To understand how a balloon — at once menacing and farcically Zeppelin-retro — might become a defining image of the new cold war, consider how this alleged Chinese spy contraption captured both sides of the present moment. Before it was downed off the South Carolina coast by U.S. fighter aircraft on Saturday, the balloon was provocative enough to cause Secretary of State Antony Blinken to postpone a much-anticipated trip to Beijing. But it was also clumsy enough to symbolize China’s immense capacity to blunder — a tendency that President Biden’s team has lately exploited, to devastating effect.
Two years ago, when Biden assumed office, China believed that it was overtaking the United States technologically, intimidating it militarily, and winning the race for global respect and popularity against an exhausted, divided America. Today, in a remarkable turnaround, China is the country that veers between covid-19 lockdowns and casual sacrifice of elders, between clobbering its real estate sector and coddling it, between persecuting its entrepreneurial champions and promising to make nice.
On the foreign policy side, meanwhile, the Biden team has inflicted a series of humiliations on its chief rival.
Start with the semiconductor embargo on China, announced last October by the Commerce Department. This involved a calculated risk: If U.S. allies refused to collaborate, China would import the equipment necessary to produce its own advanced semiconductors, leaving it stronger and more self-sufficient. But on Jan. 27, the administration reportedly secured the backing of the two most important semiconductor equipment exporters, Japan and the Netherlands. China’s ability to pursue artificial intelligence and other advanced military technologies will be curbed.
Next, consider India. Four days after the semiconductor deal, national security adviser Jake Sullivan met with his Indian counterpart and announced a series of ambitious defense and technology partnerships, from quantum computing to more conventional weapons such as jet engines and artillery. The goal is to reduce India’s reliance on Russian armaments and draw it into the U.S. military-industrial complex. That, in turn, will reinforce the Quad, an Asian proto-NATO that also includes two other nations that Biden is helping to rearm, Japan and Australia.
Hot on the heels of the India deal, the White House secured a victory in the Philippines. At the end of the Cold War, the Philippines closed U.S. military bases on its territory, and a partial reopening in 2014 was derailed when Manila opted to make nice with China. But on Thursday, after assiduous prodding by the Biden team, the Philippines expanded the number of sites to which the U.S. military has access from five to nine. That will enhance the United States’ ability to respond to Chinese provocations in the South China Sea — including, in the most extreme scenario, an attack on Taiwan.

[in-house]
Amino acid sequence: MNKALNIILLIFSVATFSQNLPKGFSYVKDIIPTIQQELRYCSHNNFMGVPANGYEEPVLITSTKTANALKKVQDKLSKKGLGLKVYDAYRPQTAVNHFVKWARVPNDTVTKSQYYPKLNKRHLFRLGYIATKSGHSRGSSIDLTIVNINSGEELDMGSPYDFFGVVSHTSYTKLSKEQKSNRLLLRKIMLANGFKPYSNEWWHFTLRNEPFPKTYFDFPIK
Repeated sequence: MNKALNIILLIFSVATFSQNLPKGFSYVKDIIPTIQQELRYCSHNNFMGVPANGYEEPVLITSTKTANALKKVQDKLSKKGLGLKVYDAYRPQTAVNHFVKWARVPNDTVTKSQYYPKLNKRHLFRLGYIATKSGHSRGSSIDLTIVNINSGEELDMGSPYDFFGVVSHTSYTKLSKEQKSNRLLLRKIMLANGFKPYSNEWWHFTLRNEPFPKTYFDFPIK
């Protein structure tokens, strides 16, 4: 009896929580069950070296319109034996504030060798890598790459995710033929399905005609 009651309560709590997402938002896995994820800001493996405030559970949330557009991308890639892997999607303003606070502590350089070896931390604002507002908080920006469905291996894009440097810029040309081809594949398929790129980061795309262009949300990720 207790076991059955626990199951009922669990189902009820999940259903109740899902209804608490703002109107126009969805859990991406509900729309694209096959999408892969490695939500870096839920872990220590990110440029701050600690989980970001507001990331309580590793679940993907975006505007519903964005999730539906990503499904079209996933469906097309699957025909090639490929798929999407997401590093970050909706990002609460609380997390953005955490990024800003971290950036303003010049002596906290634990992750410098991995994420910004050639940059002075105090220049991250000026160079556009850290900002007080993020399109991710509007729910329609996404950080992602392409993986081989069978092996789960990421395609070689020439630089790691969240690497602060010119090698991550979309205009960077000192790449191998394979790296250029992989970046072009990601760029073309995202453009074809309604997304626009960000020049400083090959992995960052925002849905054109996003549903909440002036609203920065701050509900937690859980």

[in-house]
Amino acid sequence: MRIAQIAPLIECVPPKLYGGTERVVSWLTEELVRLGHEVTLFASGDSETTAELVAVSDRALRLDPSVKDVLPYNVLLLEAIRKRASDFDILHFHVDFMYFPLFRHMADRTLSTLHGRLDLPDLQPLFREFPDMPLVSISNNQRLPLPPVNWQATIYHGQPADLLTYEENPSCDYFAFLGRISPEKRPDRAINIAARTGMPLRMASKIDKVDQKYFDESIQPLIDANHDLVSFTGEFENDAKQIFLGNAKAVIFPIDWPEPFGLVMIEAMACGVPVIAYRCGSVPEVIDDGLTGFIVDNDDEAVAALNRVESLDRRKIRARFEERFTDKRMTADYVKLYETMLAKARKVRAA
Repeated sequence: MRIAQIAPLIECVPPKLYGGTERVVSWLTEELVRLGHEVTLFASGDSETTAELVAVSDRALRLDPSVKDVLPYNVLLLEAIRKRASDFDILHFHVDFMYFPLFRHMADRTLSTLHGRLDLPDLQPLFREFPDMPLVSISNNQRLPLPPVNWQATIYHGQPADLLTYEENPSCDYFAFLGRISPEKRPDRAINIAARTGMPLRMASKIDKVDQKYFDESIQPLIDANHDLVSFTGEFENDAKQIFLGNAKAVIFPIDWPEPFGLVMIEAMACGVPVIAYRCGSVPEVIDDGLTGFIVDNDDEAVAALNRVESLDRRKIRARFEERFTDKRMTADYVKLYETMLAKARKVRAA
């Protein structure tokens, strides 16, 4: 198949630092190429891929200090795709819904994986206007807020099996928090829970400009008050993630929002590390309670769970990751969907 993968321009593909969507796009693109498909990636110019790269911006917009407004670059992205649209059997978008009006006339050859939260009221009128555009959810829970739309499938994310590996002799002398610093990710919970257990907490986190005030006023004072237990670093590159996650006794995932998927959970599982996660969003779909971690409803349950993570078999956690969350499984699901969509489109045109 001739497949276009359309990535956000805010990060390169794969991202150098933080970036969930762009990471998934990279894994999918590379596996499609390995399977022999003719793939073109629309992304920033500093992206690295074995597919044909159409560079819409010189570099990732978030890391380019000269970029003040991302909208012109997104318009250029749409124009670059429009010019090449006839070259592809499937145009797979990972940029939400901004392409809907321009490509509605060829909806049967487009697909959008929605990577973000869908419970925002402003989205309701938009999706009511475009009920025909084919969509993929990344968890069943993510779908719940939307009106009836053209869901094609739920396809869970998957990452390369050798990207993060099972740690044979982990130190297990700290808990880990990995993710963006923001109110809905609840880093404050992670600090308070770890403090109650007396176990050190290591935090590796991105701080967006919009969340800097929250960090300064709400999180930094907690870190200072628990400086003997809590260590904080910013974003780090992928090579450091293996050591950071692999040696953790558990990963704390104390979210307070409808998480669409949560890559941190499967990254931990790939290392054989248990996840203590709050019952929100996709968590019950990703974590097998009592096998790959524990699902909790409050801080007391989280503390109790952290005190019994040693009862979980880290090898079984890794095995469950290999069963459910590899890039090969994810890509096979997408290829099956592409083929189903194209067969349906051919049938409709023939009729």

Meanwhile, the Treasury Department has also been active. Perhaps for the first time since the emerging-market debt crises of the 1990s, the department has effectively marshaled the International Monetary Fund and the World Bank to reinforce U.S. global leadership.
This opportunity has arisen from China’s odd decision to turn a diplomatic advance into the equivalent of a spy balloon that was both ineffective and embarrassingly visible. Early in his tenure, in 2013, Xi Jinping rolled out his Belt and Road Initiative, an international infrastructure splurge designed to deepen China’s economic ties in Africa and Asia. Many of these projects were financed with loans, with the result that China has rapidly become the largest official creditor to developing countries.
Initially, this looked like a genius Chinese move to win friends and influence people. Now that economic conditions have soured, free-flowing Chinese loans have created the conditions for debt crises in several emerging nations. To make matters worse, China refuses to learn from the Western experience with poor-world debt, which teaches that it’s best to soften payment terms quickly. That way, borrowers have a chance to return to growth and repay some of the money. Plus, they won’t hate you as much.
Zambia is ground zero of China’s self-defeating obstinacy. As part of the Belt and Road Initiative, the African nation’s previous and deeply corrupt government commissioned a hydropower station, two international airports, two stadiums and a railway. Chunks of money disappeared; and when covid hit the world economy, Zambia defaulted. Last year, after the election of a cleaner government, the IMF promised a rescue package on the condition that creditors take a suitable hit: The IMF wasn’t going to pump money into Zambia if the cash was going straight into the pockets of irresponsible lenders. China and its fellow creditors duly promised to renegotiate the debts. Half a year later, China has ensured that the discussions have gone nowhere.
Enter Treasury Secretary Janet L. Yellen. Spotting an opportunity to paint China as the enemy of the poor world, she flew to Zambia last month and called out Beijing as a “barrier” to resolving the debt impasse. Her visit coincided with that of Kristalina Georgieva, the IMF boss, who lectured China on the need to learn a lesson on debt management from the “mature” West. For good measure, World Bank President David Malpass appeared on Bloomberg TV to denounce China’s debt obstructionism.
The shooting down of China’s comic-book spy balloon extends China’s humiliation, and the Biden team deserves credit for pushing back against Xi and turning his aggression against him. But at the same time the administration must also remember that China remains a major power, and that the White House better find ways of working with Beijing. When Blinken eventually does visit, his job will be to combine strength with calm. The thing about cold wars is that you don’t want them to escalate.